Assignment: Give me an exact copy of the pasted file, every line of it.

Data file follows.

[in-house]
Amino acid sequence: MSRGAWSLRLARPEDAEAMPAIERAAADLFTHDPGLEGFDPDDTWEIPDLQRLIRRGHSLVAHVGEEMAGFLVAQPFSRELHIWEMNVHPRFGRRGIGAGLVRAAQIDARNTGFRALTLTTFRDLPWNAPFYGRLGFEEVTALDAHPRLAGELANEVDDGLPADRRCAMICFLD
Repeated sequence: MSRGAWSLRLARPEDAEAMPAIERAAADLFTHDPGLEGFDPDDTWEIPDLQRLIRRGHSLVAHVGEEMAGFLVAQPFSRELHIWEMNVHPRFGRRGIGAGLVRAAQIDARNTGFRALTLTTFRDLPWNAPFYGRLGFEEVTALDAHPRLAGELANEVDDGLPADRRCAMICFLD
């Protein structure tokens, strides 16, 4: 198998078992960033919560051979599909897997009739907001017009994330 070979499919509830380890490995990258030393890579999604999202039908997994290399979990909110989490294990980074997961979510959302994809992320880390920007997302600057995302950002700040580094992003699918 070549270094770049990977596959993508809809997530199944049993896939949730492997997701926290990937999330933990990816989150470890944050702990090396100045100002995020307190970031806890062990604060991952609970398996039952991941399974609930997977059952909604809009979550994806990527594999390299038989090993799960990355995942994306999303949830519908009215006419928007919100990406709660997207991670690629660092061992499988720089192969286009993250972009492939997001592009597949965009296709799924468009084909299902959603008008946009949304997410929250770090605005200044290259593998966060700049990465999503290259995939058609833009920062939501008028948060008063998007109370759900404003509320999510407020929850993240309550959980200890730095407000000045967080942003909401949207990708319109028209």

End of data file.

[in-house]
Amino acid sequence: MSRGAWSLRLARPEDAEAMPAIERAAADLFTHDPGLEGFDPDDTWEIPDLQRLIRRGHSLVAHVGEEMAGFLVAQPFSRELHIWEMNVHPRFGRRGIGAGLVRAAQIDARNTGFRALTLTTFRDLPWNAPFYGRLGFEEVTALDAHPRLAGELANEVDDGLPADRRCAMICFLD
Repeated sequence: MSRGAWSLRLARPEDAEAMPAIERAAADLFTHDPGLEGFDPDDTWEIPDLQRLIRRGHSLVAHVGEEMAGFLVAQPFSRELHIWEMNVHPRFGRRGIGAGLVRAAQIDARNTGFRALTLTTFRDLPWNAPFYGRLGFEEVTALDAHPRLAGELANEVDDGLPADRRCAMICFLD
């Protein structure tokens, strides 16, 4: 198998078992960033919560051979599909897997009739907001017009994330 070979499919509830380890490995990258030393890579999604999202039908997994290399979990909110989490294990980074997961979510959302994809992320880390920007997302600057995302950002700040580094992003699918 070549270094770049990977596959993508809809997530199944049993896939949730492997997701926290990937999330933990990816989150470890944050702990090396100045100002995020307190970031806890062990604060991952609970398996039952991941399974609930997977059952909604809009979550994806990527594999390299038989090993799960990355995942994306999303949830519908009215006419928007919100990406709660997207991670690629660092061992499988720089192969286009993250972009492939997001592009597949965009296709799924468009084909299902959603008008946009949304997410929250770090605005200044290259593998966060700049990465999503290259995939058609833009920062939501008028948060008063998007109370759900404003509320999510407020929850993240309550959980200890730095407000000045967080942003909401949207990708319109028209």